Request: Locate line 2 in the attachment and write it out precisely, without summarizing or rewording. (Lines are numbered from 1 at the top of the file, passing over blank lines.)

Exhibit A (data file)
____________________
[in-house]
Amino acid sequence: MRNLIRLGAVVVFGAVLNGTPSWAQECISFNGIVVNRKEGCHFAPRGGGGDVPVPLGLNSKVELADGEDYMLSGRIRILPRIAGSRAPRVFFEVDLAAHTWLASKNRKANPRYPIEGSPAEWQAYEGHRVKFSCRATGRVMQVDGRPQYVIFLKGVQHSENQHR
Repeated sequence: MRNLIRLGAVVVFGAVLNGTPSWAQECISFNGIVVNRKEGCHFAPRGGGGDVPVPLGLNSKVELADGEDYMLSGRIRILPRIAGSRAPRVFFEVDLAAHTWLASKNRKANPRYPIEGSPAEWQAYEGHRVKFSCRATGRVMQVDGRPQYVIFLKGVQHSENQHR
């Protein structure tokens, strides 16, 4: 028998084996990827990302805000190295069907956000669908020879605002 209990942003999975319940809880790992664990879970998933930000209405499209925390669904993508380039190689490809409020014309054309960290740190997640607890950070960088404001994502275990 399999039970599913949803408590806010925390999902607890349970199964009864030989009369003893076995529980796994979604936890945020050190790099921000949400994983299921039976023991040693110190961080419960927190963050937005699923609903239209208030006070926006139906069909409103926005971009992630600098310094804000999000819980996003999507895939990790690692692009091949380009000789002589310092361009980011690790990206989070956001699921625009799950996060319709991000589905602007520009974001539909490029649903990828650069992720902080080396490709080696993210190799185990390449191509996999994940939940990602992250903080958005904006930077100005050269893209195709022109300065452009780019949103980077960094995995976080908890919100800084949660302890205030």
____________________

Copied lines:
Amino acid sequence: MRNLIRLGAVVVFGAVLNGTPSWAQECISFNGIVVNRKEGCHFAPRGGGGDVPVPLGLNSKVELADGEDYMLSGRIRILPRIAGSRAPRVFFEVDLAAHTWLASKNRKANPRYPIEGSPAEWQAYEGHRVKFSCRATGRVMQVDGRPQYVIFLKGVQHSENQHR